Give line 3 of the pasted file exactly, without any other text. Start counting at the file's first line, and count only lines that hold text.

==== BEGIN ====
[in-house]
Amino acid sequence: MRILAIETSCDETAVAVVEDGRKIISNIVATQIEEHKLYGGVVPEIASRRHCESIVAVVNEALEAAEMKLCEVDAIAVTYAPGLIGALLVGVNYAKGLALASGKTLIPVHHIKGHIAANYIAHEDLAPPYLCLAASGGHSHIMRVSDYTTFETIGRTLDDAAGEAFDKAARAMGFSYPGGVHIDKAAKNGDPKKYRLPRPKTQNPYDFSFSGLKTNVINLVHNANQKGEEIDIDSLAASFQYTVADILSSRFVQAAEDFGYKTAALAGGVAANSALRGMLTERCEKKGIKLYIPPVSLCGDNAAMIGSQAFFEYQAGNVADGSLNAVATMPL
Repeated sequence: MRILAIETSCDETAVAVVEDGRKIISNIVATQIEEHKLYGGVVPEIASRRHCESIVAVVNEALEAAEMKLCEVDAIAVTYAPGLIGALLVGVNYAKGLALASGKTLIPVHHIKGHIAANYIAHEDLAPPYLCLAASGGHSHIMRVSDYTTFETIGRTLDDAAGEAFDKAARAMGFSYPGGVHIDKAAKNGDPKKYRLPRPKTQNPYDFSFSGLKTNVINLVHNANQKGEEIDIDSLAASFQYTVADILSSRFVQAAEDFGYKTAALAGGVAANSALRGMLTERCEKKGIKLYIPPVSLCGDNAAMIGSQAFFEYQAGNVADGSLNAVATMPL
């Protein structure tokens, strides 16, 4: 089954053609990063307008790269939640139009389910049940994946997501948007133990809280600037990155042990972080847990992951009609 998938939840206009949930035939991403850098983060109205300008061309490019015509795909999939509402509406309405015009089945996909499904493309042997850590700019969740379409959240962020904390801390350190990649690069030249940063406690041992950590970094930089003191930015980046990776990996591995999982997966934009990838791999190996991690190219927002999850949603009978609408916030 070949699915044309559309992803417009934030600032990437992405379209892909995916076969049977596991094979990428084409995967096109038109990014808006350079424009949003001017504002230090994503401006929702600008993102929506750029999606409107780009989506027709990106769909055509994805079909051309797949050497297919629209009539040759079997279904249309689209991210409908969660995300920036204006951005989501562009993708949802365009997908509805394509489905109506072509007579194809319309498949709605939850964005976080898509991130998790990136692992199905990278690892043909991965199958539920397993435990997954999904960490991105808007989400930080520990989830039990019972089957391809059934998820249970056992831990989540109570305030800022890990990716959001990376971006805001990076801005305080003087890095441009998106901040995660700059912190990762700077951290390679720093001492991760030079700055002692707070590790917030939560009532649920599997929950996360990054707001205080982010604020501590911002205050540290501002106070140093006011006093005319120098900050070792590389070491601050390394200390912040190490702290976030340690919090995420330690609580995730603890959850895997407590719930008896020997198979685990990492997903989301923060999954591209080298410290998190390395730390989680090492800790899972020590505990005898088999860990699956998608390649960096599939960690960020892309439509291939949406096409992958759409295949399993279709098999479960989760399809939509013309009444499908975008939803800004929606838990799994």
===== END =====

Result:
Repeated sequence: MRILAIETSCDETAVAVVEDGRKIISNIVATQIEEHKLYGGVVPEIASRRHCESIVAVVNEALEAAEMKLCEVDAIAVTYAPGLIGALLVGVNYAKGLALASGKTLIPVHHIKGHIAANYIAHEDLAPPYLCLAASGGHSHIMRVSDYTTFETIGRTLDDAAGEAFDKAARAMGFSYPGGVHIDKAAKNGDPKKYRLPRPKTQNPYDFSFSGLKTNVINLVHNANQKGEEIDIDSLAASFQYTVADILSSRFVQAAEDFGYKTAALAGGVAANSALRGMLTERCEKKGIKLYIPPVSLCGDNAAMIGSQAFFEYQAGNVADGSLNAVATMPL